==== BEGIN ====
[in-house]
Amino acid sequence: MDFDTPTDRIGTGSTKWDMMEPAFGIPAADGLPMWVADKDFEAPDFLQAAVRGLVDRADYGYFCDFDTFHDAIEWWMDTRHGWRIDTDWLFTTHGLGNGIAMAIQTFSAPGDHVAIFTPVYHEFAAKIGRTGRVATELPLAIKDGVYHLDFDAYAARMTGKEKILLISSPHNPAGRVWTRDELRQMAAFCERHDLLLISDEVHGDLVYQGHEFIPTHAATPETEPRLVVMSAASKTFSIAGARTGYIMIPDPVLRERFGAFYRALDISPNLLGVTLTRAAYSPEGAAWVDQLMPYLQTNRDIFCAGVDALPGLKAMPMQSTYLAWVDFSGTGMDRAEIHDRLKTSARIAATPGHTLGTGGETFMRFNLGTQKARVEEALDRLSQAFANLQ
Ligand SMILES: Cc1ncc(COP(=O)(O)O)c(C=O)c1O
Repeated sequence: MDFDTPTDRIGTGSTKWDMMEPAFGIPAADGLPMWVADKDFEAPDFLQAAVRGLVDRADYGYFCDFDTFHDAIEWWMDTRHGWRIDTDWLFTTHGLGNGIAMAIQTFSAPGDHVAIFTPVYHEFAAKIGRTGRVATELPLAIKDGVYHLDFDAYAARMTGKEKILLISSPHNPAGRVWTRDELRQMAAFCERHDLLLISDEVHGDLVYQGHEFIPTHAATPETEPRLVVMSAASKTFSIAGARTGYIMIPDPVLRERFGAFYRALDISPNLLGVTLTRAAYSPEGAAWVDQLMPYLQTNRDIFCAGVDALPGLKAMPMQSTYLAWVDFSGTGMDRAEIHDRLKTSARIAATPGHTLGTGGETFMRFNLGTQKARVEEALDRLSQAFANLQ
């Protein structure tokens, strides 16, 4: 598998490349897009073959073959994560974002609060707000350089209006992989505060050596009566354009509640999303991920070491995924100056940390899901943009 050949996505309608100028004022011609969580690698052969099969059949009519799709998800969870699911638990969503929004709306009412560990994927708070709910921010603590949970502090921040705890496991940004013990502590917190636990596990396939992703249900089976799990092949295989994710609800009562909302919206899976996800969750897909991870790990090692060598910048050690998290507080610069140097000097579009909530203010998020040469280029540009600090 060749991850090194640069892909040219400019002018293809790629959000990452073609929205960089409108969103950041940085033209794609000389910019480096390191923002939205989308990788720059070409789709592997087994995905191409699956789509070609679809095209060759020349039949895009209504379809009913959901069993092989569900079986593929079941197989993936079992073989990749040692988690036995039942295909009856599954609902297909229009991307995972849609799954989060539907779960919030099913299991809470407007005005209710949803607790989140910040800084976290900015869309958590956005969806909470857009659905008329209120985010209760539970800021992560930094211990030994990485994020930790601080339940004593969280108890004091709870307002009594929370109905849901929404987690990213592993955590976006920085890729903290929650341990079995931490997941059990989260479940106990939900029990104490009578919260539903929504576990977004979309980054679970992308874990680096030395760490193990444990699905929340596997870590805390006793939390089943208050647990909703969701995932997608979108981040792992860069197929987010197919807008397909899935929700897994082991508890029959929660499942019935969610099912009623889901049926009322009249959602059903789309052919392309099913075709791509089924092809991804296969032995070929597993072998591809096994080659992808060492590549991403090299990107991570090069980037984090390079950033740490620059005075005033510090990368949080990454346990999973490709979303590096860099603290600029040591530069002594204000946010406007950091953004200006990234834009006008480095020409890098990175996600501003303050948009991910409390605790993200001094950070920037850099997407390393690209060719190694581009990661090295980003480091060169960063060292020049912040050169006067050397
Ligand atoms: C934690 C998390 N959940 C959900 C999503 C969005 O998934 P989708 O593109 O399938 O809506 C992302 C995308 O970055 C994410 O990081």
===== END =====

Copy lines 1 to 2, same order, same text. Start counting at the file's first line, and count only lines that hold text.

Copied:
[in-house]
Amino acid sequence: MDFDTPTDRIGTGSTKWDMMEPAFGIPAADGLPMWVADKDFEAPDFLQAAVRGLVDRADYGYFCDFDTFHDAIEWWMDTRHGWRIDTDWLFTTHGLGNGIAMAIQTFSAPGDHVAIFTPVYHEFAAKIGRTGRVATELPLAIKDGVYHLDFDAYAARMTGKEKILLISSPHNPAGRVWTRDELRQMAAFCERHDLLLISDEVHGDLVYQGHEFIPTHAATPETEPRLVVMSAASKTFSIAGARTGYIMIPDPVLRERFGAFYRALDISPNLLGVTLTRAAYSPEGAAWVDQLMPYLQTNRDIFCAGVDALPGLKAMPMQSTYLAWVDFSGTGMDRAEIHDRLKTSARIAATPGHTLGTGGETFMRFNLGTQKARVEEALDRLSQAFANLQ